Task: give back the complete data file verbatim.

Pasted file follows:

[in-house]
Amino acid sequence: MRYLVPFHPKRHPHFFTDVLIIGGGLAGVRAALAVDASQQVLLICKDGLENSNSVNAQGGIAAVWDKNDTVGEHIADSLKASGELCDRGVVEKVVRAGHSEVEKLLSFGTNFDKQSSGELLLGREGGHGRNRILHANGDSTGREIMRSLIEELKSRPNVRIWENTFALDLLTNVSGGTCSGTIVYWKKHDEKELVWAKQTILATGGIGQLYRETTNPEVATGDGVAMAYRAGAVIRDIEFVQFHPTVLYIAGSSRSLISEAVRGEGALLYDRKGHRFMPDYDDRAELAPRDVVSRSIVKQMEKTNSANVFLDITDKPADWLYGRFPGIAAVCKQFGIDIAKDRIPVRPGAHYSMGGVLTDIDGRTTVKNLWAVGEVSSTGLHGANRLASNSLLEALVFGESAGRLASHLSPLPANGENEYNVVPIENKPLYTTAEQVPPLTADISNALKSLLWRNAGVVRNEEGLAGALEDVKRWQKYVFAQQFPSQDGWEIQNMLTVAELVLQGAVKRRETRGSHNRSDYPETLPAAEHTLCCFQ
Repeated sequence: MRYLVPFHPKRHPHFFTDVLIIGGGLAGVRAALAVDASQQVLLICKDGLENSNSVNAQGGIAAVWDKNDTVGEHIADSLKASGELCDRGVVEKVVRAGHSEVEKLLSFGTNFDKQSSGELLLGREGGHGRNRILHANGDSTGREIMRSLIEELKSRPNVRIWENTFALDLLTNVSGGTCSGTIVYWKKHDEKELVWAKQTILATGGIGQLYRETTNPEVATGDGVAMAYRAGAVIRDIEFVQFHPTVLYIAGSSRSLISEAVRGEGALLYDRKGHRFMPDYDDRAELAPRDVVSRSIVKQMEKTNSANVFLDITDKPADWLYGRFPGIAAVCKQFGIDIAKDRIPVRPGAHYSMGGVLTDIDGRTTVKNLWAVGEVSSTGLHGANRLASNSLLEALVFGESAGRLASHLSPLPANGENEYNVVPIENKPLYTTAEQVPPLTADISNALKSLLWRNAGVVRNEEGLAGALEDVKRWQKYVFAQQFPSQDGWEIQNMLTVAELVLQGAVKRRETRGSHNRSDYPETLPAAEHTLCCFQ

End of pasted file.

[in-house]
Amino acid sequence: MRYLVPFHPKRHPHFFTDVLIIGGGLAGVRAALAVDASQQVLLICKDGLENSNSVNAQGGIAAVWDKNDTVGEHIADSLKASGELCDRGVVEKVVRAGHSEVEKLLSFGTNFDKQSSGELLLGREGGHGRNRILHANGDSTGREIMRSLIEELKSRPNVRIWENTFALDLLTNVSGGTCSGTIVYWKKHDEKELVWAKQTILATGGIGQLYRETTNPEVATGDGVAMAYRAGAVIRDIEFVQFHPTVLYIAGSSRSLISEAVRGEGALLYDRKGHRFMPDYDDRAELAPRDVVSRSIVKQMEKTNSANVFLDITDKPADWLYGRFPGIAAVCKQFGIDIAKDRIPVRPGAHYSMGGVLTDIDGRTTVKNLWAVGEVSSTGLHGANRLASNSLLEALVFGESAGRLASHLSPLPANGENEYNVVPIENKPLYTTAEQVPPLTADISNALKSLLWRNAGVVRNEEGLAGALEDVKRWQKYVFAQQFPSQDGWEIQNMLTVAELVLQGAVKRRETRGSHNRSDYPETLPAAEHTLCCFQ
Repeated sequence: MRYLVPFHPKRHPHFFTDVLIIGGGLAGVRAALAVDASQQVLLICKDGLENSNSVNAQGGIAAVWDKNDTVGEHIADSLKASGELCDRGVVEKVVRAGHSEVEKLLSFGTNFDKQSSGELLLGREGGHGRNRILHANGDSTGREIMRSLIEELKSRPNVRIWENTFALDLLTNVSGGTCSGTIVYWKKHDEKELVWAKQTILATGGIGQLYRETTNPEVATGDGVAMAYRAGAVIRDIEFVQFHPTVLYIAGSSRSLISEAVRGEGALLYDRKGHRFMPDYDDRAELAPRDVVSRSIVKQMEKTNSANVFLDITDKPADWLYGRFPGIAAVCKQFGIDIAKDRIPVRPGAHYSMGGVLTDIDGRTTVKNLWAVGEVSSTGLHGANRLASNSLLEALVFGESAGRLASHLSPLPANGENEYNVVPIENKPLYTTAEQVPPLTADISNALKSLLWRNAGVVRNEEGLAGALEDVKRWQKYVFAQQFPSQDGWEIQNMLTVAELVLQGAVKRRETRGSHNRSDYPETLPAAEHTLCCFQ